DREADFUL MURDER AT DARWEN. Some time on Wednesday afternoon a murder of the most shocking description was! perpetrated at the large manufacturing village of Over Darwcn, near Blackburn. The victim was an elderly man named Robert Kershair" and there is but too much reason to suppose that he met his death at the hands of his eldest son, with the know. ledge and complicity, perhaps at the instigation of iiii own wifj, On Wednesday evening the body of the deceased was found by the police buried under a heap of coals in the cellar of his own house, his forehead gashed with repeated wounds, and still covered with blood. The old man, who was in his 60th year, is known to have remained at home for sometime past, it being consi9eio&-<t,.Jt necessary that some one should always be in the r with Mrs. Kershaw. For some years she has beer: flighty," if not insane, in her talk, though usually ablo to attend to her household duties. On Wednesday morning all the children went to their work as usual, but Thomas, the eldest, loft Mr. Grimes's factory, whera he was employed, at 9 o'clock, saying he was going to Blackburn, and did not return during the day. All thn family, except Thomas, were at home to dinner at noon, and when they returned to ivork their father aud moth r £ appeared well and comfortable. About three o'clock iu aS the afternoon Thomas was seen to enter his fath«ti,ft house. One of the girls, a child about 12 years of a^tfv was the first home from work in the evening, and camdi^l in between 6 and 7 o'clock. She found her mothei alone, and on asking about her father was told aC had gone out. Soon afterwards Thomas came in, and (as tlie child says) at once went down to the cellar anc, began to shovel the coals." The other son, who<y» ■?$ name is Robert, came home about 7 o'clock, and not seeing his father made some inquiries, but says neithaf ^^g his mother nor Thomas would say nothing about him atflfB first. Afterwards, when he again asked, because hx& 3F father's absence was something so unusual as to give him i'" great surprise, Thomas replied that he knew nothill about his father except that, he went out long since. 'i Robert's further statement is, that Thomas afterwards pressed him very much to go to bed with him, and when he had slept a short time Thomas roused him and said, I've something horrible to tell thee but thee mustn't tell nobody about it." Robert asked what it was, and Thomas said, When I came home I found father dead in the house. Mother did it, but we'll all get taken up for it." Afterwards he added, I took the body downstairs and buried it in the coals." Then he asked Robert, Don't you think, about 4 or 5 o'clock in the morning, we could bury him in some place where ha he won't be discovered ? Then our best plan would be to make for Liverpool, and there we can and a ship to go to America." Robert jumped out of bed, saying, Stop where you are a bit," and ran down to the coal cellar,, where he found that the story was true." Instead ei returning to his brother, however, he says he slipped out ■% at the back door and ran to his uncle's, not far off, and knocked him up, asking him to send some one for the > polic". His uncle, whose name is Kearsley, sent his son •• to the police-office, where Mr. Inspector M'Donald in charge of the police at Over Darwen, was alone. After *■ answering a few questions the lad, who was much excited, ran away, and Mr. M'Donald went to Kershaw's house. He found tho sons and some other persons there. Thomas was leaning against the fireplace, with nothing on him except his shirt and trousers. Looking round, Mr. M'Donald suspected he saw marks of blood on the floor, but, being alone, he sent a man to collect four or five constables, and then locked all-the doors. His assistants having arrived he took a candlewent-to-> the coal-cellar, calling to Robert to come and show him the place. The officcr seeing something which appeared like the elbow of a man protruding from the heap of coals, Mr. M'Donald assisted him in an attempt to pull the body out. They were obliged, however, to shovel away about 2 cwt. of coals before the body could he removed. The old man's head presented a horrible sight, for it was apparently one mass of blood and wounds, each of them deep enough to be fatal, and of course it was frightfully blackened with the coals. The body was taken upstairs and washed as soon as possible, Mr. S. 11. Wraith, surgeon, being sent for to supprin- w tend and make an examination. In the meantime Xr: M'Donald observed that Thomas Kershaw appeared much agitated, and seemed watching for an opportunity to make his escape from the house. Mr. M'Donald told him he should take him into custody on suspicion of being the murderer, on which the prisoner cxclaimed Before I'll be charged with that I'll hang myself." Having secured him. Mr. M'Donald went upstairs, where he found Mrs. Kershaw in bed. On his asking her whelheif she knew anything of the death of her husband, she replied, "I've nothing to do with it." Being reminded that there could have been no one else in the house but herself and Thomas, she said her husband and son had commenced a scuffling that she went out, was away- for about 20 minutes, and when she came back saw no one, but heard a noise in the cellar as if the moving of coals. She called out, but could get no answer. To further questions she gave excited and incoherent replies, and mentioned that she had seen some blood in the place." Mr. M'D maid ordered. h"r also into custody, I, and both the prisoners were taken to the police-station. The struggle would appear to have taken place near the fireplace, which is in tho gable wall, the house being the end one of the row, and this may account for there being no noise heard by the neighbours. Tho traces of blood are near the fireplace of the "housf-part." The deceased was a stour, heavy man, but the body appears, nevertheless, to have been carried across the floor, down a flight of 10 or 11 steps, and into the dark, small cellar, where it must have bjen almost doubled up to allow of being covered with the coals. A largu heavy sp-ule found in the cellar is the weapon presumed to have been used in the infliction of several of the wounds on the head. By one of them the skull is shattered for several inches, t completely across the line of the right eyebrow, and that 8 wound must have been instantly fatal. On the left part Jk of the forehead there are three great wounds extending n from the hair to the eyebrow, the skull appearing to be iP fractured in each instance. Under the right eye and across the cheek bone another deep gash was inflicted, and the eye was almost forced out and destroyed. No trace of blood has been found on the spade, which hast however, been used in shovelling the coals. Another heavy blow under the left side of the jawbone is supposed to have been dealt with a poker from the grate in the house-part." The collar bone is also broken on the right side. There are contused wounds in the neck, and there are five or six other wounds in the face, sharply incised. It is possible that these were inflicted with a razor belonging to the old man, which was missing from its case on Thursday, and has not yet been found. The poker is stained with blood. No adequate motive for the crime has been suggested. Mrs. Kershaw is regarded as partially insane, and the sons have also been considered singular in their habits and their talk. They were, however, as well as the old man, sober and quiet in their conduct. Mrs. Kershaw is & said to have alleged that her husband ill-used ber when they were alone, but the neighbours believed himtô' De- a good, kind husband. She had been heard complaining that her husband taunted her with not being properly married to him, but it is not known that there is any foundation for this, even supposing her statement to be u omaa is understood to have always taken the mother's part, against all the other children, in believing •" her accounts of the deceased's ill-usage, but it is not supposed that be was on bad terms with his father, or f: that there were any serious disagreements in the family. 'c. Thomas Kershaw himself, who is about 20 years of age, has boine a really good character. He was neither tur- bulent nor dissipated. lie has been a member of the Over Darwen Mechanics' Institute for a long time, and was considered studious, having books of his own. After his apprehension he was, or pretended to be, demented he talked much rambling nonsense, and asked for pen, ink, and paper, that he might write to the Emperor Napoleon. On Thursday he asked for Robinton Crusoe from among his books. He is kept locked up in a cell, and watched. Mrs. Kershaw is also watched, but is placed in one of the rooms of the police-office. There is strange, rather wild look in her eyes, and she is aometimes much. excited. On Thursday she was asked by one of the officers when she was seated by the."fire, If she felt pretty comfortable," and replied. well; better than might be expected, I think."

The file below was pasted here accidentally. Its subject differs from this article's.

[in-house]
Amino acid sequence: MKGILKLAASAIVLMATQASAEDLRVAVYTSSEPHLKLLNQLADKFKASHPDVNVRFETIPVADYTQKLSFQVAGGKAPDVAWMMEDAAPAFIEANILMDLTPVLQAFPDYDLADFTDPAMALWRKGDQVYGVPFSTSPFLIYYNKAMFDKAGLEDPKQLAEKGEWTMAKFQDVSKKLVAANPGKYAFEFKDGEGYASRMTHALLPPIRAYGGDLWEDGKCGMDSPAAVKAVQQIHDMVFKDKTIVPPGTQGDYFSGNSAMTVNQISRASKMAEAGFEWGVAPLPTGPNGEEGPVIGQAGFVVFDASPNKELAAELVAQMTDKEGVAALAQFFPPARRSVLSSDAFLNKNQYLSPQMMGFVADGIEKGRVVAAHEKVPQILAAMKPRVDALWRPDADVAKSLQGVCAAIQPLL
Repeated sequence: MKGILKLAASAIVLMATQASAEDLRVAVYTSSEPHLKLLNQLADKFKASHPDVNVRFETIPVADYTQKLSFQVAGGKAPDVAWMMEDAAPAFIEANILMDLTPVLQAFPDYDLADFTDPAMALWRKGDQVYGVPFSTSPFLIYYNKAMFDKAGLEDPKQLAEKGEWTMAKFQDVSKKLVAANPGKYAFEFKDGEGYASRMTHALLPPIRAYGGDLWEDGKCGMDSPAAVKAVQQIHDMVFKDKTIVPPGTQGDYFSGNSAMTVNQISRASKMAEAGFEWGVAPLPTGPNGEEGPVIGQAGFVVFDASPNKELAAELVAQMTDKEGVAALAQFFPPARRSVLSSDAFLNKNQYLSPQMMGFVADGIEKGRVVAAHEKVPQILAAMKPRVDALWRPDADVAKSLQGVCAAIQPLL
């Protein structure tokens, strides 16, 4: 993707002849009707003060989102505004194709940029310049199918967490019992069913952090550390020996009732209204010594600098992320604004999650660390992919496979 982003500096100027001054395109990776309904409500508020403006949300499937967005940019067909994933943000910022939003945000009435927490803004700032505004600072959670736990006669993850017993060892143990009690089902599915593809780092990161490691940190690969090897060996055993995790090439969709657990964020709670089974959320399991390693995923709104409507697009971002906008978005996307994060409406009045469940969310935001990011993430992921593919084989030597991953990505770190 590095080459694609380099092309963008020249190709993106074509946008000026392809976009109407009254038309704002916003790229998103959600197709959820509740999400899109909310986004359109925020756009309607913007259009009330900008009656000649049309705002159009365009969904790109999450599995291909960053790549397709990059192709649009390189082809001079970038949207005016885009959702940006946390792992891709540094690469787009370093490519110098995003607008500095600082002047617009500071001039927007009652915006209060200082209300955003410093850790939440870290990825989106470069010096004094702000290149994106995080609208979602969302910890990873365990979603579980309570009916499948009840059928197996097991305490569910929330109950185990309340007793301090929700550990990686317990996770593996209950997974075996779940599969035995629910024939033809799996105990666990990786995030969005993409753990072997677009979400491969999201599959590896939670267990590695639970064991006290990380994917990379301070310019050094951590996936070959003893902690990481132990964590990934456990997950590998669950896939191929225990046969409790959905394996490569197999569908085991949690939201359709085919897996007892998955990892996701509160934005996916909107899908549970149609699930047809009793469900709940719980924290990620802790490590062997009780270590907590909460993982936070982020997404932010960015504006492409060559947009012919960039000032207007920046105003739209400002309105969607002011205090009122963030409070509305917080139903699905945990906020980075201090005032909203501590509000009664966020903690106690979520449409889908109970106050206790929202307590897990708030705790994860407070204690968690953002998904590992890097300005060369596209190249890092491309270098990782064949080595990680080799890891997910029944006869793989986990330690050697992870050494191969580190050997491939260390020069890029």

In an affiliation case heard at Whitehaven last we*d £ > the mother was stated by her solicitor to be only thirteen years of age. Mr. Binney, the celebrated Independent ^preacher, has sailed for Australia, with Mrs. Binner, and several friends. Mr. Binney is voyaging for his health, and contemplates not more than a year's absence.